The Congress Party is unlikely to move faster on long-pending economic reforms such as opening up supermarket or financial sectors to foreign investors. The government may introduce changes to the telecoms sector, such as giving more muscle to the telecoms regulator.


If those scandals were not bad enough, the Congress government faces a host of state elections this year that will take the political temperature of an electorate ahead of the 2014 general election.

These include West Bengal and Tamil Nadu, two crucial states that help give Congress a majority in parliament.

If Congress does badly in these elections, it could convince coalition partners it is time to jump ship or at least distance themselves from the government, meaning further policy paralysis.

Congress has a rough 18 seat majority in parliament. If the ruling Congress ally, the DMK, loses the Tamil Nadu election, it saps strength from the coalition.

Many commentators expect a more populist budget on Feb 28, to give the government some chance of doing well in the elections. But more spending on Congress's main social welfare programmes would come amid high inflation and signs of fiscal strains.

That could mean the government failing to deal with fuel subsidies, more cash for food programs as well as education and health. The government bases its plans on jumps in tax collections on high economic growth.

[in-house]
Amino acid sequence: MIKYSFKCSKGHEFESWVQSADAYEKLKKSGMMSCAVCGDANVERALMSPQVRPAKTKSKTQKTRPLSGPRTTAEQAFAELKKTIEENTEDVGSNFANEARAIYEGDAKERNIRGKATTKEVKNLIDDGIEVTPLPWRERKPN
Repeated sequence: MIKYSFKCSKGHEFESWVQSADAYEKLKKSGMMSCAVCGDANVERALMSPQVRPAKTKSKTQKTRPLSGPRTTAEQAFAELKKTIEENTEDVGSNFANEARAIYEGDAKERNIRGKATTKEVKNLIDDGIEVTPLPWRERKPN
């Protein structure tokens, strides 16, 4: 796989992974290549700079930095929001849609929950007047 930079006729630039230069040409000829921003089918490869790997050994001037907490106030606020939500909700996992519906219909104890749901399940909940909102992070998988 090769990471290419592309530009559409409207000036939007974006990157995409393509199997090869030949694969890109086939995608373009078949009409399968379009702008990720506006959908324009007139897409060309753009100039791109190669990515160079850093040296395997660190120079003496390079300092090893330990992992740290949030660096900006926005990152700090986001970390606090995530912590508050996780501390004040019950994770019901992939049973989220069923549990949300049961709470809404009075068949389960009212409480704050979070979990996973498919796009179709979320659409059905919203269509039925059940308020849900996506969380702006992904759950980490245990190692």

Unlikely, but possible. The 78-year-old Singh is widely seen as an honest elder statesman who plays second fiddle to Congress head Sonia Gandhi, the real power behind the throne. But the scandals may have taken a heavy toll on the prime minister, concerned his legacy is transforming from one of being the founders of India's economic boom to someone who did nothing to stop corruption or policy paralysis.

Singh, who underwent a second heart operation in 2009, could step down some time before the 2014 election to make way for a successor. Sonia Gandhi could also push him out.

While family scion Rahul Gandhi is seen as prime minister in waiting, he is still young and has rejected ministerial jobs in Singh's government - instead focusing on the youth wing of the Congress Party. Some say he is too inexperienced to run India.

That may mean Home Minister Palaniappan Chidambaram, Finance Minister Pranab Mukherjee or Defence Minister A.K. Antony could become prime minister, perhaps on an interim basis.